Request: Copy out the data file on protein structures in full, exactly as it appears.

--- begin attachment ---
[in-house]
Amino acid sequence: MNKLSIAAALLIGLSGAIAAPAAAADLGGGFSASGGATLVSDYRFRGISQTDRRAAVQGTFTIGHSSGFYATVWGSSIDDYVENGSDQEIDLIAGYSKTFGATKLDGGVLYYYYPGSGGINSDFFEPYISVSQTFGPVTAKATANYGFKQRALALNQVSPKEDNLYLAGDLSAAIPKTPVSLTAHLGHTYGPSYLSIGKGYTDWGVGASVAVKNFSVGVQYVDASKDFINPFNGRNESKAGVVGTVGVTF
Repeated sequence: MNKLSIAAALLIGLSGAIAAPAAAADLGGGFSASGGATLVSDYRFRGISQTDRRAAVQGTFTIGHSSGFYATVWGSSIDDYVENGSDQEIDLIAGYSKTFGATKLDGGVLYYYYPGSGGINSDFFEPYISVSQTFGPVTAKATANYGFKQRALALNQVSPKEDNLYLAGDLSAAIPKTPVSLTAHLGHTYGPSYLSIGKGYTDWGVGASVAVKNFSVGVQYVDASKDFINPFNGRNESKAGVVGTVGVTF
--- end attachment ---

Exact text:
[in-house]
Amino acid sequence: MNKLSIAAALLIGLSGAIAAPAAAADLGGGFSASGGATLVSDYRFRGISQTDRRAAVQGTFTIGHSSGFYATVWGSSIDDYVENGSDQEIDLIAGYSKTFGATKLDGGVLYYYYPGSGGINSDFFEPYISVSQTFGPVTAKATANYGFKQRALALNQVSPKEDNLYLAGDLSAAIPKTPVSLTAHLGHTYGPSYLSIGKGYTDWGVGASVAVKNFSVGVQYVDASKDFINPFNGRNESKAGVVGTVGVTF
Repeated sequence: MNKLSIAAALLIGLSGAIAAPAAAADLGGGFSASGGATLVSDYRFRGISQTDRRAAVQGTFTIGHSSGFYATVWGSSIDDYVENGSDQEIDLIAGYSKTFGATKLDGGVLYYYYPGSGGINSDFFEPYISVSQTFGPVTAKATANYGFKQRALALNQVSPKEDNLYLAGDLSAAIPKTPVSLTAHLGHTYGPSYLSIGKGYTDWGVGASVAVKNFSVGVQYVDASKDFINPFNGRNESKAGVVGTVGVTF